We went off to Germany with Helen’s (@HelenMoyes1 on Twitter) traditional Stollen. A mix between a cake and a bread as it contains yeast, Helen’s stollen had the usual marzipan running through the centre but used her favourite dried fruits of cherries and mixed peel to flavour it.


Back to Blighty with Suzanne’s (@suzanneellacott on Twitter) version of Mary Berry’s Mincemeat and Cranberry Christmas Cake. The cake is a lighter version of Mary’s rich celebration cake that I normally bake at Christmas. Suzanne spiked it with brandy (I’m sure Mary would approve) and decorated it with holly from her garden and some dried cranberries. The marzipan topping looked extra festive with the addition of some dried cranberries kneading into it.


We were treated to another delicious Mary Berry recipe from first timer Clare and her Whole orange spice cake. To make the cake you start off by boiling a whole orange for a frightening 20 minutes before pulping and then adding to the rest of the cake mixture. On the top was a stencilled festive icing sugar dusting. If you don’t want a fruit or chocolate cake at Christmas this really is the cake for you. It was definitely a hit with us as the plate was left bare at the end of the afternoon.


It was also Jen’s first Clandestine Cake meeting, who had come to us from Seattle via Ireland. However, Jen also went down the Italian route with her version of panforte di Siena. Jen’s version was lighter in colour as it was the more traditional version without cocoa. I put figs in mine but Jen added her favourite of cherries. We both found it rather hard to cut into slices but this is due to the high nut content in the cake. Thankfully to eat they weren’t tooth breakers but instead very chewy.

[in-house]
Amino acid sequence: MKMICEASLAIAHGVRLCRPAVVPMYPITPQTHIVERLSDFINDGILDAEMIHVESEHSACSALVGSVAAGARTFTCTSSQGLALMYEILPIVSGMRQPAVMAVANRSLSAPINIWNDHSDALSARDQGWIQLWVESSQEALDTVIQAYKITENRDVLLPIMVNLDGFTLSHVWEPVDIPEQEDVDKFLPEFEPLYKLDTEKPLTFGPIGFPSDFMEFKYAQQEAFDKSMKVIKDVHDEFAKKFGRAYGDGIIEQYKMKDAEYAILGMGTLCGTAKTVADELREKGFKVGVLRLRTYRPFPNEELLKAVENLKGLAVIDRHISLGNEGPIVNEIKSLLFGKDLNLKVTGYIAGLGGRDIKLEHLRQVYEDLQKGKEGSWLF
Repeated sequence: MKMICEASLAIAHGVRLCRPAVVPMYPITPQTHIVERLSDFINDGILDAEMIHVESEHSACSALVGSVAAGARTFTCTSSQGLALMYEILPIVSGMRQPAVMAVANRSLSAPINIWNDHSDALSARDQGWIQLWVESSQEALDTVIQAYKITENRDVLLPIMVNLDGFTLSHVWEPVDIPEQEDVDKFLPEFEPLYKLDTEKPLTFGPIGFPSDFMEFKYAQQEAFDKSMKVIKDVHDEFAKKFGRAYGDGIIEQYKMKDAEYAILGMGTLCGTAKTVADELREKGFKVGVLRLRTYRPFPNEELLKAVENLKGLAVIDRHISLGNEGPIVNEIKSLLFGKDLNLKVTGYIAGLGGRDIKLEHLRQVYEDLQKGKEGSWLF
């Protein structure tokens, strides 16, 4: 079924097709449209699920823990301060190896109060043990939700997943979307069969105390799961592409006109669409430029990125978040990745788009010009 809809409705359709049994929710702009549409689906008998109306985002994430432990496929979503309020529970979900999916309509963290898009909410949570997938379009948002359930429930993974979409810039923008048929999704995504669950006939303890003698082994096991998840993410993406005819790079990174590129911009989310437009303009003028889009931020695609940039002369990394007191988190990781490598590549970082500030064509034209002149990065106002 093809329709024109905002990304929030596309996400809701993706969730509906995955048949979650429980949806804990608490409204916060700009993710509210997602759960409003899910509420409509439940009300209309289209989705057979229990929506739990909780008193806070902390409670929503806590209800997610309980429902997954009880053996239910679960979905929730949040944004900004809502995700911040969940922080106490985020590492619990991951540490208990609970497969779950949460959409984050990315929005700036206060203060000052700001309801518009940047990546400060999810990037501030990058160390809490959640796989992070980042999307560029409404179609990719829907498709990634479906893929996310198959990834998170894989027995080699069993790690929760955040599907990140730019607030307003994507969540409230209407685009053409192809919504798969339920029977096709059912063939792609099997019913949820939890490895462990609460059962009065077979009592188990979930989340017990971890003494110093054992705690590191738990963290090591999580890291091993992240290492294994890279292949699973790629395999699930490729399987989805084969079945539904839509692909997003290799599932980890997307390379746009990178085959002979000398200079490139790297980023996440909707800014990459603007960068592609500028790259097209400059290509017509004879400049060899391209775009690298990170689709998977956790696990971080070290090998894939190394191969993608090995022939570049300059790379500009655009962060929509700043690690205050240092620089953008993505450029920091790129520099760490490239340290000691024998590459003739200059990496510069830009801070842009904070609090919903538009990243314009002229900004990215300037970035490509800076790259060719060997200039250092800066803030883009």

Our third first timer was Alice who spiced up a Mrs Beeton’s recipe for date and walnut cake to make a starry present loaf cake. To make the star ‘crater’ she used a star shaped cutter to take out part of the cake and then refilled it with icing and edible glitter.


Our final cake of the afternoon was Jane’s (@JaneHuckerby on Twitter) own creation of a sponge cake with mincemeat topped with a flurry of icing sugar. If you shun mince pies simply because of the pastry make this instead. It’s simple and light but the ideal alternative to the heaviness of traditional Christmas bakes.


After we had chomped through the festive feast it was time for the Secret Santa. I got some violet flakes from Cocoa Wonderland while my daughter got a mini spice and zest grater. Needless to say these were soon swapped and we were both very happy with our gifts. After that it was time to pack up our boxes with our takeaway cake and leave Christine to clear up the cake destruction scene!


Since April cake baking in Sheffield has changed with the formation of the Clandestine Cake Club. For this we have to thank Karen for starting up the Sheffield group and thinking up imaginative themes and finding terrific locations for us to meet in. So hurrah for 2012 and all the cakey loveliness it has bought us and onwards to 2013 with two meetings planned already. Join us in January for some healthy cakes and in February for Valentine’s cakes at


Finally thank you to other bakers who came and shared their cakes with us and of course to Christine and her family who so generously opened up their house to us.


3 responses to “Sheffield Clandestine Cake Club – Christmas Your Way

  1. Fantastic write up & the cakes all tasted great… i still have some left for this evening ! Come and join us at the Sheffield Clandestine cake club

  2. Pingback: Sheffield Clandestine Cake Club – Christmas Your Way « fabcoach

  3. Amazing! I have put on weight just reading about that lot. The only thing missing is a completely independent non-baking cake taster and I might know just the man! Carry on baking ladies.